People of Glassell Park: Maggie Darett-Quiroz | KCET
People of Glassell Park: Maggie Darett-Quiroz
My name is Maggie Darett-Quiroz. I was born and raised in Los Angeles, I grew up in Glassell Park, and I'm a lifetime resident. Growing up, Glassell Park was always a very nice community. I've seen many changes from positive to negative, and from negative to positive.
Right now Glassell Park needs more fitness for seniors, programs for children, and after school programs. When I was little we were limited on schools. Now it's very nice because we have a lot of schools, including a lot of charter schools. We have kids in the area that have a lot of choices. When I was a kid, we didn't have choices. Even while we were raising my daughter we didn't have choices so we put her through private school.
When I was a kid, my mom couldn't afford vacation, so our vacation was going to the Glassell Park pool. A lot of families did the same as well.
The park itself used to be very dangerous. We were not allowed to go to the park, but through the years it has become a beautiful park. It's nice to see families go there. As a child, there were not a lot of kids on my block, so my mom used to make me help the elderly on my block. I helped them vacuum their homes, clean their windows, carry their groceries, and other things like that.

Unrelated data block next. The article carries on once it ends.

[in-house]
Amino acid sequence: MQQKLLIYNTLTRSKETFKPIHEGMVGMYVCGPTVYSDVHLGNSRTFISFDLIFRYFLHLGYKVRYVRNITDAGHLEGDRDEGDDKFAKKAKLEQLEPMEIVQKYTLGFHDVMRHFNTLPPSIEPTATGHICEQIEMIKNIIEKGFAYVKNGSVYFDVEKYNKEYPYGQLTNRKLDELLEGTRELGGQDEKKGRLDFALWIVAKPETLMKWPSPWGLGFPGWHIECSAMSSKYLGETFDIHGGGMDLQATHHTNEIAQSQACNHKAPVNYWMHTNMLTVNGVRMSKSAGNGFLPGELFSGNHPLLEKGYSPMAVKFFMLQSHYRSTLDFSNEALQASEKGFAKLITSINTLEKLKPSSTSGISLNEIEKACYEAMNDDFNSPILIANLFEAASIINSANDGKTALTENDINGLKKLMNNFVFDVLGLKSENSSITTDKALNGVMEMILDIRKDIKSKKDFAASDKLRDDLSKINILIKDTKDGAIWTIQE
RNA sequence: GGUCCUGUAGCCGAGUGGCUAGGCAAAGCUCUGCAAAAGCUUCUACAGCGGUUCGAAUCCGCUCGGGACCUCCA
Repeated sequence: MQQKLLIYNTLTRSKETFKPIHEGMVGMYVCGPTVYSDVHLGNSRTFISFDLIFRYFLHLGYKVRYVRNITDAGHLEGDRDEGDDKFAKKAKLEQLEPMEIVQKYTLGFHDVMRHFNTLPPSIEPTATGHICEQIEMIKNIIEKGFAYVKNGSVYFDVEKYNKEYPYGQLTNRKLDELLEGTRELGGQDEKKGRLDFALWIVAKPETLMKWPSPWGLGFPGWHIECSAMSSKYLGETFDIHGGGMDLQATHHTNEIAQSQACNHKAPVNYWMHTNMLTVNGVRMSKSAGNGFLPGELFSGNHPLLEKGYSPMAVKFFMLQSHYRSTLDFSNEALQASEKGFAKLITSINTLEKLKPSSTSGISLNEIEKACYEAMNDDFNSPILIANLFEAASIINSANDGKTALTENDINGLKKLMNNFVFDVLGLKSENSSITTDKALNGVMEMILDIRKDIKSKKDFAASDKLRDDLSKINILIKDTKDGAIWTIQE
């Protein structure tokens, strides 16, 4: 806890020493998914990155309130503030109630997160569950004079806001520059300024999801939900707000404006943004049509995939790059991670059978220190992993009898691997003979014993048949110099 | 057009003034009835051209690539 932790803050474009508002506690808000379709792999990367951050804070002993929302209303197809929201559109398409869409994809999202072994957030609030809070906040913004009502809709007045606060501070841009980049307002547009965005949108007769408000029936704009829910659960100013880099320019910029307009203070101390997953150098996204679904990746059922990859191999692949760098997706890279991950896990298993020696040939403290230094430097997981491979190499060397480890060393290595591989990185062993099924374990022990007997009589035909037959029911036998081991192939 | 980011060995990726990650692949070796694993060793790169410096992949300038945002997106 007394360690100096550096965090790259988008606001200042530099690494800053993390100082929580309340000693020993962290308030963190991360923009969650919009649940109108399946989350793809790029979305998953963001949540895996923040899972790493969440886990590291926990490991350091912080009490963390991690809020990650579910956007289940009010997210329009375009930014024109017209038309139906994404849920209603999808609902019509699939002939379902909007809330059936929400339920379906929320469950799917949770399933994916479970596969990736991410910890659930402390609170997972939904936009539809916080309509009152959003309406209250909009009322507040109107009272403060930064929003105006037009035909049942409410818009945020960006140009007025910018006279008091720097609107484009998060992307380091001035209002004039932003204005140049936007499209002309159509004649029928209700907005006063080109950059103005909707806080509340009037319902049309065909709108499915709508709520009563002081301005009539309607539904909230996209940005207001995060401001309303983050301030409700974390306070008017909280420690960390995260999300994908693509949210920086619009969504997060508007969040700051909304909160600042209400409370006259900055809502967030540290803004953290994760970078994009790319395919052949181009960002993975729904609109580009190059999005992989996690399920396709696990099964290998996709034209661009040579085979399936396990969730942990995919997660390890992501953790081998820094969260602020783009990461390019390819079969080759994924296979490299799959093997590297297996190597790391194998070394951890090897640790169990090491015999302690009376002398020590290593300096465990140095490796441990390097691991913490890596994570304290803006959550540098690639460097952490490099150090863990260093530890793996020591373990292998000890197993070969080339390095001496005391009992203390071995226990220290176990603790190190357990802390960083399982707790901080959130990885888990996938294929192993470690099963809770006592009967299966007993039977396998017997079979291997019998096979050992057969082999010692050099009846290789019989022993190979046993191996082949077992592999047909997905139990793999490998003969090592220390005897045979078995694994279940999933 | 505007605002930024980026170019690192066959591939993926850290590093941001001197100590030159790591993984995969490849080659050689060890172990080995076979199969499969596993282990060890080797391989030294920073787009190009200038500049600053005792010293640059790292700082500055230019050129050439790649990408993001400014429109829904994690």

When the community garden came about and we found out that the bank owned the land and the council office didn't know what they were going to do with it. So we started a community group. Now we have this garden and I do the best I can, with my husband, to always clean, provide seeds, and help with whatever gets donated to us. We have potlucks sometimes and when people get together it just feels like family.
When I was a kid you used to see kids riding bikes and skateboards or playing baseball on the street. You don't see that on Drew Street. A lot of the kids are inside their apartments. The parents are afraid for them to come out because they feel like they're going to get bullied, and they're afraid of the negativity that surrounds the area of Drew Street.
One of the things that got me more involved in the garden was meeting these two little boys, Gus and Ernie, and they told me they had never planted a plant. So I taught them how to plant a plant, and now the kids have changed so much. The garden has given them a positive outlook.
The above interview is transcribed and edited from the following interview:
At 75 years old, Graciela Iturbide refuses to slow down. In the coming months two exhibitions in Southern California will feature her iconic work, plus her own biography will take on graphic novel form and published by the Getty.
Nearly a decade later, public policy professionals and academics have worked to unravel the complex factors that led to the 2008 housing crisis and why minorities and women proved particularly vulnerable.
- 1 of 316
- next ›